- Business leaders defend investments for their specific business unit and fail to take an enterprise-wide perspective.
- The IT organisation has often taken the lead, often influenced by vendors who adopt the ‘ERP for IT’ approach that ends up being too focused on the process and the underlying technology.
- They have taken a left-to-right approach by trying to extend incrementally from project to programme to portfolio management.
- They have failed to address key governance aspects including roles and accountabilities, decision rights and cultural issues to do with trust and transparency.
- Some have failed to obtain sufficient clarity of the organisation’s strategic imperatives, target business outcomes and ultimately its target improved future.
Developing portfolio management as an organisational capability
So, what would you expect to see in an organisation that has developed portfolio management as an organisational capability? Below are some of the characteristics I would expect to see:
- Clarity of the target improved future, typically translated into a small number of strategic imperatives: for example GE Power Systems (see below) uses Growth, Profitability and Connectivity, while Cisco uses New Fundamentals, Rational Experimentation, Break-through Strategies and Operational Excellence.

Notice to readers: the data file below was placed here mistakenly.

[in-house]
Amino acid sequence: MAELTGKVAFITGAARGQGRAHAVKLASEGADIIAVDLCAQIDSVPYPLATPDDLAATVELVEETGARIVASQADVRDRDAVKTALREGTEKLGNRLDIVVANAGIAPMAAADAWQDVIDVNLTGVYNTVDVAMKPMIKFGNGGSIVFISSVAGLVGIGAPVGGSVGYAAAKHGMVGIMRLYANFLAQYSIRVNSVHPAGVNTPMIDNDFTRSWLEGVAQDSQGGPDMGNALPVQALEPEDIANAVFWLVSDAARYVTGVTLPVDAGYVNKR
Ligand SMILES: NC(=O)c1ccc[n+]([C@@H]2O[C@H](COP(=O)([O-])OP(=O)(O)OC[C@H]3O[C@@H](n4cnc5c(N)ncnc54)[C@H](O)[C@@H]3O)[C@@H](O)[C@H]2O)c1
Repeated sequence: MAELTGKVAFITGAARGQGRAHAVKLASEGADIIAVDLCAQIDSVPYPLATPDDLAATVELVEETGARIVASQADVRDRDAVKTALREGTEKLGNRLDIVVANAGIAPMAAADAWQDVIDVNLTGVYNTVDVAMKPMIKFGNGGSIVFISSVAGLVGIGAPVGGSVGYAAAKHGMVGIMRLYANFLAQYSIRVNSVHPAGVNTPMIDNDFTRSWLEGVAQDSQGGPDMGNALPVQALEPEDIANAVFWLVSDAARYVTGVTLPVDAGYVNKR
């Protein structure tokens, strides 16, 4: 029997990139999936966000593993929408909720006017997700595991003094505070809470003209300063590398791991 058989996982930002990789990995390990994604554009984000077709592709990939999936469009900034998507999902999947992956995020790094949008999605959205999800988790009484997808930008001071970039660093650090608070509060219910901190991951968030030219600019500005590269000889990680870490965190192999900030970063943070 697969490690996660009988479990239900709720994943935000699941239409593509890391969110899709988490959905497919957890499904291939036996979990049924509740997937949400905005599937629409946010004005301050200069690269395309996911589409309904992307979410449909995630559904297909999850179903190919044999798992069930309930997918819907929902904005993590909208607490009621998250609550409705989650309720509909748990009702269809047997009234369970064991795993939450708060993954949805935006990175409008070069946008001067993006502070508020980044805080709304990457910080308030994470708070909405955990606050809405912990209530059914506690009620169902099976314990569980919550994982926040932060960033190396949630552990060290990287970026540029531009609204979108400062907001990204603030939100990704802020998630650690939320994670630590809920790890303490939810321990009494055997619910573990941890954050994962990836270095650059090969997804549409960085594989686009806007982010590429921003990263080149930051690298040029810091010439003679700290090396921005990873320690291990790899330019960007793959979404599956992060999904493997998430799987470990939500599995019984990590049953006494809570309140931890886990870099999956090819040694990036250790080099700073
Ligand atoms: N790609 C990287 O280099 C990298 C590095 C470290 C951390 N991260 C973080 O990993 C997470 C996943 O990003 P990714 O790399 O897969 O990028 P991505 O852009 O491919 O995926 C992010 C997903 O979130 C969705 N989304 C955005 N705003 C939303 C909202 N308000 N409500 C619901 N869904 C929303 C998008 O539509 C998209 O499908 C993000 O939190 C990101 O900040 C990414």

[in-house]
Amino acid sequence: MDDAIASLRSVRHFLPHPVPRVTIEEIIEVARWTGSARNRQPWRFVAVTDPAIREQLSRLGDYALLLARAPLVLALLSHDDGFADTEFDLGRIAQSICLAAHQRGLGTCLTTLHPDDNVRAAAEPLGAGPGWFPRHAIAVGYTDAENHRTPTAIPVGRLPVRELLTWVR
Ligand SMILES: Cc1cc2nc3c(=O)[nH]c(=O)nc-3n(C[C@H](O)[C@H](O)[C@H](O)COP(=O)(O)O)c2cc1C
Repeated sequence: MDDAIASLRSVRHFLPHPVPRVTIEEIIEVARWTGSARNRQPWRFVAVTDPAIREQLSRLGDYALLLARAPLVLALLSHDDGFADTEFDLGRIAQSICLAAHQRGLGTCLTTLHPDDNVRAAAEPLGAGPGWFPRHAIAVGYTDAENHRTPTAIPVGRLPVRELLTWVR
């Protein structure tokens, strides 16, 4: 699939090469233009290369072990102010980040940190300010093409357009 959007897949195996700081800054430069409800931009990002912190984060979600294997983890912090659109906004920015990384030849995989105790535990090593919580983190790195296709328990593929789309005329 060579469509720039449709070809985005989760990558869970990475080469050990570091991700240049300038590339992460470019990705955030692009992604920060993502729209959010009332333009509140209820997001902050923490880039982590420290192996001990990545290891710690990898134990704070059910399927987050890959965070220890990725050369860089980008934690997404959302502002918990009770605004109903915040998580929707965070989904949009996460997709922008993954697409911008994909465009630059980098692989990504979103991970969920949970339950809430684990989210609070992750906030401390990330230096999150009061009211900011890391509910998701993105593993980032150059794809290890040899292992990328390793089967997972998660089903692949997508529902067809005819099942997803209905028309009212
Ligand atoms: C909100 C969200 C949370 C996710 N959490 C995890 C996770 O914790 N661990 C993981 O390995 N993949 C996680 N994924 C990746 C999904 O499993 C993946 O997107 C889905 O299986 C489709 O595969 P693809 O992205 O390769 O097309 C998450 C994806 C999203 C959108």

- A small number of objective criteria, which is used to assess and evaluate each and every project and programme in the strategic context. It is essential that this is not bureaucratic with weights and scoring systems that lose the line of sight to the strategic intent.
- A process, with an owner.
- An appropriate, effective, simple and easy-to-understand three or four category portfolio.
- Governance with clearly-defined roles, accountabilities and decision-rights.
- Transparency, honesty and maturity that enable ‘crucial conversations’ to be held.
- An environment where egos and reputations don’t get in the way of doing what is right for the enterprise. Projects and programmes will inevitably be stopped or cancelled as the world – and resulting changed priorities – change.
- Everyone takes a perspective that is right-to-left and top-down– not left-to-right, bottom-up.
The starting point for each organisation aiming to develop this capability cannot be expected to be the same – as their ‘DNA’ is unique and knowing where to start is more of an art than a science. What worked well for GE Power Systems (see below) as a spin-out business – almost starting with a blank sheet of paper – is unlikely to work for a well-established business with deep-rooted ways of doing things. While some experimentation is likely to be required, we do know that a top-down approach is necessary as you simply will not get to portfolio management by polishing or improving project and programme management capabilities.